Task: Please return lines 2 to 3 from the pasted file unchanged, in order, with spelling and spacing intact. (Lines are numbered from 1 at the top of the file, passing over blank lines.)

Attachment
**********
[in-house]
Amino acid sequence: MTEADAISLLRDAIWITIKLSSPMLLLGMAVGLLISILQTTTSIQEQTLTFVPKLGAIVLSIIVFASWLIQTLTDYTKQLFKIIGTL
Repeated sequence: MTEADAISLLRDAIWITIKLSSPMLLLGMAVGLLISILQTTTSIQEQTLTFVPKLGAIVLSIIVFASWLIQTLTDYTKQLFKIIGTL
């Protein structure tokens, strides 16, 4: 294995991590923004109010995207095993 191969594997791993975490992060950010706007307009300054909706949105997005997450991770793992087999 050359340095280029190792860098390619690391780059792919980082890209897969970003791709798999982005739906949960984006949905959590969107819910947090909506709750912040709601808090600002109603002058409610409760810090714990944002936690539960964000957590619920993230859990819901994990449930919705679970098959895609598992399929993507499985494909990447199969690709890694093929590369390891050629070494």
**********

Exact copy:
Amino acid sequence: MTEADAISLLRDAIWITIKLSSPMLLLGMAVGLLISILQTTTSIQEQTLTFVPKLGAIVLSIIVFASWLIQTLTDYTKQLFKIIGTL
Repeated sequence: MTEADAISLLRDAIWITIKLSSPMLLLGMAVGLLISILQTTTSIQEQTLTFVPKLGAIVLSIIVFASWLIQTLTDYTKQLFKIIGTL